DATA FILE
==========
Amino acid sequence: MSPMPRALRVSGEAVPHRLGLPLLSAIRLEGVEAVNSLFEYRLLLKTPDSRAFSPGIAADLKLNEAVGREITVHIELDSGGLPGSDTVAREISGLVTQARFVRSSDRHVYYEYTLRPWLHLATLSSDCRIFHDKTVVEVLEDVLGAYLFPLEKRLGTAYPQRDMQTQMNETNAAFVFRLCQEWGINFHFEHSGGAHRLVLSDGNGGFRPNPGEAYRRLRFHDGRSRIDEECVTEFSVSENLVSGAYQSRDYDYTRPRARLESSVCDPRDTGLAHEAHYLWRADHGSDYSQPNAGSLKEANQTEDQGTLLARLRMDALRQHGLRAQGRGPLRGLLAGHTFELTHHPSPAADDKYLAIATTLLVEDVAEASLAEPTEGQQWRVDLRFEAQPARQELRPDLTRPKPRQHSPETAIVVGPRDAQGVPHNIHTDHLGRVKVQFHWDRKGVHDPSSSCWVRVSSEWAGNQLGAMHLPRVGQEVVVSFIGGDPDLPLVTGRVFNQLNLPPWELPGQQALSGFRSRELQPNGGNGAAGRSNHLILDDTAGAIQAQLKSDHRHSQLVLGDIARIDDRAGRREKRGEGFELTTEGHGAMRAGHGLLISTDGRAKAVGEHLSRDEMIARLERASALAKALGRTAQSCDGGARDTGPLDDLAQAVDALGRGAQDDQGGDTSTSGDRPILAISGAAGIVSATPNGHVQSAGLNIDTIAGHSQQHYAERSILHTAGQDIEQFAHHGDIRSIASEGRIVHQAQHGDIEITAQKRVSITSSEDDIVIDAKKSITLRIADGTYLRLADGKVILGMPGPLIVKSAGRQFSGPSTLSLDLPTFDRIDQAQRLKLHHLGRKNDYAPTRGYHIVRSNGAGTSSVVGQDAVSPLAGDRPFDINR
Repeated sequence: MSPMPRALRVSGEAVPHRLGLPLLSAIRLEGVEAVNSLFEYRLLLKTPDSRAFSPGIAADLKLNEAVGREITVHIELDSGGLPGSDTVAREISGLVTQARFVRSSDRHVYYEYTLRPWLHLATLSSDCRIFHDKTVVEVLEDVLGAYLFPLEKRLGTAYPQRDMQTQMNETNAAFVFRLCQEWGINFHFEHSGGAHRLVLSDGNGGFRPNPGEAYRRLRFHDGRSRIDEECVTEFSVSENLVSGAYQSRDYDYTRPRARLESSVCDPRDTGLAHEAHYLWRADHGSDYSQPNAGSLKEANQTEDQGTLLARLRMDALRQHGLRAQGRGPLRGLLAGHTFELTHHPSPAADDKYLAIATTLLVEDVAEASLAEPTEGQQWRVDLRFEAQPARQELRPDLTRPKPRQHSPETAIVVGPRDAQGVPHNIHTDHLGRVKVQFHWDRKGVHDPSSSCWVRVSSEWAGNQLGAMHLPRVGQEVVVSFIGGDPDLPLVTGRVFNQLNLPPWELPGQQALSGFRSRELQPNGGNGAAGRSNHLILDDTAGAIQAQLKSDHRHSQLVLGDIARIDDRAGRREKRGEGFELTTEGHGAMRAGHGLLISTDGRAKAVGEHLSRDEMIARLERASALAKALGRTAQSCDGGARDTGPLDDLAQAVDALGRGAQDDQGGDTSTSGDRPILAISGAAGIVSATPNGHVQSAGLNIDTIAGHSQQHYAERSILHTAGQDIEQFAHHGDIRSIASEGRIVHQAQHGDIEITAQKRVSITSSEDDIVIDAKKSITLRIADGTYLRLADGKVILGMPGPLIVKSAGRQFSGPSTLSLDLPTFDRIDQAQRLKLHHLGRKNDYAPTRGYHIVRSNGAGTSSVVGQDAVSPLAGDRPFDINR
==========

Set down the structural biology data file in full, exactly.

Amino acid sequence: MSPMPRALRVSGEAVPHRLGLPLLSAIRLEGVEAVNSLFEYRLLLKTPDSRAFSPGIAADLKLNEAVGREITVHIELDSGGLPGSDTVAREISGLVTQARFVRSSDRHVYYEYTLRPWLHLATLSSDCRIFHDKTVVEVLEDVLGAYLFPLEKRLGTAYPQRDMQTQMNETNAAFVFRLCQEWGINFHFEHSGGAHRLVLSDGNGGFRPNPGEAYRRLRFHDGRSRIDEECVTEFSVSENLVSGAYQSRDYDYTRPRARLESSVCDPRDTGLAHEAHYLWRADHGSDYSQPNAGSLKEANQTEDQGTLLARLRMDALRQHGLRAQGRGPLRGLLAGHTFELTHHPSPAADDKYLAIATTLLVEDVAEASLAEPTEGQQWRVDLRFEAQPARQELRPDLTRPKPRQHSPETAIVVGPRDAQGVPHNIHTDHLGRVKVQFHWDRKGVHDPSSSCWVRVSSEWAGNQLGAMHLPRVGQEVVVSFIGGDPDLPLVTGRVFNQLNLPPWELPGQQALSGFRSRELQPNGGNGAAGRSNHLILDDTAGAIQAQLKSDHRHSQLVLGDIARIDDRAGRREKRGEGFELTTEGHGAMRAGHGLLISTDGRAKAVGEHLSRDEMIARLERASALAKALGRTAQSCDGGARDTGPLDDLAQAVDALGRGAQDDQGGDTSTSGDRPILAISGAAGIVSATPNGHVQSAGLNIDTIAGHSQQHYAERSILHTAGQDIEQFAHHGDIRSIASEGRIVHQAQHGDIEITAQKRVSITSSEDDIVIDAKKSITLRIADGTYLRLADGKVILGMPGPLIVKSAGRQFSGPSTLSLDLPTFDRIDQAQRLKLHHLGRKNDYAPTRGYHIVRSNGAGTSSVVGQDAVSPLAGDRPFDINR
Repeated sequence: MSPMPRALRVSGEAVPHRLGLPLLSAIRLEGVEAVNSLFEYRLLLKTPDSRAFSPGIAADLKLNEAVGREITVHIELDSGGLPGSDTVAREISGLVTQARFVRSSDRHVYYEYTLRPWLHLATLSSDCRIFHDKTVVEVLEDVLGAYLFPLEKRLGTAYPQRDMQTQMNETNAAFVFRLCQEWGINFHFEHSGGAHRLVLSDGNGGFRPNPGEAYRRLRFHDGRSRIDEECVTEFSVSENLVSGAYQSRDYDYTRPRARLESSVCDPRDTGLAHEAHYLWRADHGSDYSQPNAGSLKEANQTEDQGTLLARLRMDALRQHGLRAQGRGPLRGLLAGHTFELTHHPSPAADDKYLAIATTLLVEDVAEASLAEPTEGQQWRVDLRFEAQPARQELRPDLTRPKPRQHSPETAIVVGPRDAQGVPHNIHTDHLGRVKVQFHWDRKGVHDPSSSCWVRVSSEWAGNQLGAMHLPRVGQEVVVSFIGGDPDLPLVTGRVFNQLNLPPWELPGQQALSGFRSRELQPNGGNGAAGRSNHLILDDTAGAIQAQLKSDHRHSQLVLGDIARIDDRAGRREKRGEGFELTTEGHGAMRAGHGLLISTDGRAKAVGEHLSRDEMIARLERASALAKALGRTAQSCDGGARDTGPLDDLAQAVDALGRGAQDDQGGDTSTSGDRPILAISGAAGIVSATPNGHVQSAGLNIDTIAGHSQQHYAERSILHTAGQDIEQFAHHGDIRSIASEGRIVHQAQHGDIEITAQKRVSITSSEDDIVIDAKKSITLRIADGTYLRLADGKVILGMPGPLIVKSAGRQFSGPSTLSLDLPTFDRIDQAQRLKLHHLGRKNDYAPTRGYHIVRSNGAGTSSVVGQDAVSPLAGDRPFDINR